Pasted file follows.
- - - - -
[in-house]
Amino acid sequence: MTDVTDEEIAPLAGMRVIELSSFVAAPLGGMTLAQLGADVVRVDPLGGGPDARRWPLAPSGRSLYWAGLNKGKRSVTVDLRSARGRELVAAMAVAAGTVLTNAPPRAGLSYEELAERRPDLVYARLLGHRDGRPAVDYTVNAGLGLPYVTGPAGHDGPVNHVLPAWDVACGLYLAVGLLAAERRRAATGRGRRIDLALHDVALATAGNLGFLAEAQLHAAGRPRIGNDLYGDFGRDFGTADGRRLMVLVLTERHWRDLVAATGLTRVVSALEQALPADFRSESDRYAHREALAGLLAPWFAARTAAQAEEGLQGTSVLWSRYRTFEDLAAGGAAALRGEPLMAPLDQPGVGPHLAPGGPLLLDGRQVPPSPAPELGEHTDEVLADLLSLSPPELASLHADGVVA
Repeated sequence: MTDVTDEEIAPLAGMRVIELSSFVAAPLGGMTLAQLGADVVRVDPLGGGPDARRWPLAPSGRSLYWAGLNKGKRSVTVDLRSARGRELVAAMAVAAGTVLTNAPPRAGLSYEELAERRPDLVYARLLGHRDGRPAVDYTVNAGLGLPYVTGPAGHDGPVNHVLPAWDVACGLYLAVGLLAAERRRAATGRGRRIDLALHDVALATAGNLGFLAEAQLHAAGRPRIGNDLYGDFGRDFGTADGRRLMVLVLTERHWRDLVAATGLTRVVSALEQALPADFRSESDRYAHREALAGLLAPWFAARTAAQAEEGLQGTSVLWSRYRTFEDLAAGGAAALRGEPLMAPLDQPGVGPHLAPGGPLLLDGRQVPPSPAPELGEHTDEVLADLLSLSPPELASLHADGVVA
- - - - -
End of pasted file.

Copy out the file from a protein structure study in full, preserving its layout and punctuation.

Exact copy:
[in-house]
Amino acid sequence: MTDVTDEEIAPLAGMRVIELSSFVAAPLGGMTLAQLGADVVRVDPLGGGPDARRWPLAPSGRSLYWAGLNKGKRSVTVDLRSARGRELVAAMAVAAGTVLTNAPPRAGLSYEELAERRPDLVYARLLGHRDGRPAVDYTVNAGLGLPYVTGPAGHDGPVNHVLPAWDVACGLYLAVGLLAAERRRAATGRGRRIDLALHDVALATAGNLGFLAEAQLHAAGRPRIGNDLYGDFGRDFGTADGRRLMVLVLTERHWRDLVAATGLTRVVSALEQALPADFRSESDRYAHREALAGLLAPWFAARTAAQAEEGLQGTSVLWSRYRTFEDLAAGGAAALRGEPLMAPLDQPGVGPHLAPGGPLLLDGRQVPPSPAPELGEHTDEVLADLLSLSPPELASLHADGVVA
Repeated sequence: MTDVTDEEIAPLAGMRVIELSSFVAAPLGGMTLAQLGADVVRVDPLGGGPDARRWPLAPSGRSLYWAGLNKGKRSVTVDLRSARGRELVAAMAVAAGTVLTNAPPRAGLSYEELAERRPDLVYARLLGHRDGRPAVDYTVNAGLGLPYVTGPAGHDGPVNHVLPAWDVACGLYLAVGLLAAERRRAATGRGRRIDLALHDVALATAGNLGFLAEAQLHAAGRPRIGNDLYGDFGRDFGTADGRRLMVLVLTERHWRDLVAATGLTRVVSALEQALPADFRSESDRYAHREALAGLLAPWFAARTAAQAEEGLQGTSVLWSRYRTFEDLAAGGAAALRGEPLMAPLDQPGVGPHLAPGGPLLLDGRQVPPSPAPELGEHTDEVLADLLSLSPPELASLHADGVVA